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Death of Stalin and National Absinthe Day

Well, what’ya know? March. Still winter, still snowing in the Great Lakes, probably. But, the world still turns. This is short today because I have snow to shovel in mid-January, and a schedule to keep.

But 5 March is to be commemorated for many things, among them Henry VII of England commissioning John Cabot to explore the new world on 5 March 1498, which by sheer coincidence would be mapped by Gerardus Mercator, who was born in Belgium on the same day in 1512. And speaking of the world and its shape (sort of), Nicolaus Copernicus’ De Revolutionibus was placed on the Codex of the Vatican’s forbidden works on 5 February 1616. The first American temperance law was passed in Virginia on 5 March 1623. On 5 March 1836, Samuel Colt made his first pistol, the “Texas” model. On 5 March 1933, the NSDAP came out on top in the last German elections before 1954; on the same day, the forerunner of IBM was formed in New York. And today is also Cheese Doodle Day, and National Split Personality Day (for whatever reason). But today we’re going to talk about a monster and some really potent booze.

There’s been a great deal written about Stalin…a great deal more after his 5 March 1853 death. One of the most extraordinary things about his legacy is that he may have lived a few more years if he hadn’t been so feared in his lifetime. After 1950 his physical health was deteriorating, and, according to some, so was his mental state. He spent most of 1950 and 1951 on vacation. In 1952 one of his doctors suggested he retire, which started a purge of the medical profession in the Soviet Union until his death. However, he seemed to realize that he was on his last legs in 1952: his last book, The Economic Problems of Socialism in the USSR, was an attempt to provide guidance for the Soviet Union after his death.

On 1 March 1953, some of his staff found Stalin on the floor of his cottage, unconscious. No one had seen or heard from him for three days before that, but no one had the courage to knock on his door: he may have had his stroke days earlier, and might have been saved. His surviving children were summoned to his death-couch, witnessing the administration of various medicaments and leeches. Stalin never woke up and died on 5 March 1953. He was embalmed and shown off for three days in Red Square. An autopsy half two and a half months later revealed severe atherosclerosis. There have been rumors that he was assassinated, but he was so sick any such effort would have been pointless, and even paranoid Russia never looked for any potential murderers.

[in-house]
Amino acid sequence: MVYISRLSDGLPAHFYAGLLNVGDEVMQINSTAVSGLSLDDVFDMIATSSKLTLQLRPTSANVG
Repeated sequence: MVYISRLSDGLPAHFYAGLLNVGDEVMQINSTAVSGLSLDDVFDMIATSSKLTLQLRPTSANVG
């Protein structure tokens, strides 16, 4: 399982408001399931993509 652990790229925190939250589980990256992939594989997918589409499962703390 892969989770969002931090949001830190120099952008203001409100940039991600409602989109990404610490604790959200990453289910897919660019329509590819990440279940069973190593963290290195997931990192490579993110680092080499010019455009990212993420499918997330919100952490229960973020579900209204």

Today is National Absinthe Day in the United States, legalized again in the US in 2007. The National day is 5 March because Pernod, one of several vendors, finalized its label on this day in 2014. Go figure.

Anyway, for those of you who don’t know, absinthe is a thick distilled high-alcohol content spirit made from wormwood and anise, among other things. It was banned in much of the world for some time beginning in the early 20th century, its supposedly addictive and even psychoactive properties being held as dangerous. The stuff is usually poured over sugar on a “spoon” that is more properly called a sieve (see above) and lit, merely to heat it.

Personally, I’ve never had it, but I have seen it consumed, and I have to say…so what? Liquor doesn’t appeal to me much, anyway, and if you have to add sugar just to make it palatable (as aficionados have it), um…what makes it so wonderful?

Eh, different strokes, I guess. Come around and see us at JDBCOM.COM sometime.